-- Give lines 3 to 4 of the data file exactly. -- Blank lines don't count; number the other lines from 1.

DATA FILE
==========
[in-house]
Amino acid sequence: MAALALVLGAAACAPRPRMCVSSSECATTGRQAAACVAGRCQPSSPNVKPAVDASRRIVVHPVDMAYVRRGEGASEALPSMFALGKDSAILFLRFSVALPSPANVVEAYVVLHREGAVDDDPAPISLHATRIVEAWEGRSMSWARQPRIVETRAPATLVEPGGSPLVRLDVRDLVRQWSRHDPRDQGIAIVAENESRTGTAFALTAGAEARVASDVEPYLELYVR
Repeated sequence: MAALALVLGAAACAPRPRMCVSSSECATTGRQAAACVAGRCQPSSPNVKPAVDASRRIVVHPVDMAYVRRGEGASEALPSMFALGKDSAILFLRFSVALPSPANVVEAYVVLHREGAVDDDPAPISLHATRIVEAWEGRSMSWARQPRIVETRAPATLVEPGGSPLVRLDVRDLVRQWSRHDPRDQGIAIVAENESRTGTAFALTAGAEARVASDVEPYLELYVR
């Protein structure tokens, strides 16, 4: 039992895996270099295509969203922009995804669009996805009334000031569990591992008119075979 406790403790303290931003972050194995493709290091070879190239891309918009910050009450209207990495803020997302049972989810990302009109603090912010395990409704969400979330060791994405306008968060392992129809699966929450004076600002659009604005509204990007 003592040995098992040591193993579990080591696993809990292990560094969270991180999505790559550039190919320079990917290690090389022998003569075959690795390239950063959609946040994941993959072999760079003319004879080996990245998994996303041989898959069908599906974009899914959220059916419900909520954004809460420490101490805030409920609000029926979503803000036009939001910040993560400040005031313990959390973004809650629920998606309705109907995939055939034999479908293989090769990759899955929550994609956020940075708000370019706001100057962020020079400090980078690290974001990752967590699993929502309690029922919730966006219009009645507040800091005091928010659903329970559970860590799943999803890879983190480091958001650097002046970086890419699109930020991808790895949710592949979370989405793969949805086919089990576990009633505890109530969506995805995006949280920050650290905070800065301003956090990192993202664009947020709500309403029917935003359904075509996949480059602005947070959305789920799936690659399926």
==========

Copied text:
Repeated sequence: MAALALVLGAAACAPRPRMCVSSSECATTGRQAAACVAGRCQPSSPNVKPAVDASRRIVVHPVDMAYVRRGEGASEALPSMFALGKDSAILFLRFSVALPSPANVVEAYVVLHREGAVDDDPAPISLHATRIVEAWEGRSMSWARQPRIVETRAPATLVEPGGSPLVRLDVRDLVRQWSRHDPRDQGIAIVAENESRTGTAFALTAGAEARVASDVEPYLELYVR
């Protein structure tokens, strides 16, 4: 039992895996270099295509969203922009995804669009996805009334000031569990591992008119075979 406790403790303290931003972050194995493709290091070879190239891309918009910050009450209207990495803020997302049972989810990302009109603090912010395990409704969400979330060791994405306008968060392992129809699966929450004076600002659009604005509204990007 003592040995098992040591193993579990080591696993809990292990560094969270991180999505790559550039190919320079990917290690090389022998003569075959690795390239950063959609946040994941993959072999760079003319004879080996990245998994996303041989898959069908599906974009899914959220059916419900909520954004809460420490101490805030409920609000029926979503803000036009939001910040993560400040005031313990959390973004809650629920998606309705109907995939055939034999479908293989090769990759899955929550994609956020940075708000370019706001100057962020020079400090980078690290974001990752967590699993929502309690029922919730966006219009009645507040800091005091928010659903329970559970860590799943999803890879983190480091958001650097002046970086890419699109930020991808790895949710592949979370989405793969949805086919089990576990009633505890109530969506995805995006949280920050650290905070800065301003956090990192993202664009947020709500309403029917935003359904075509996949480059602005947070959305789920799936690659399926």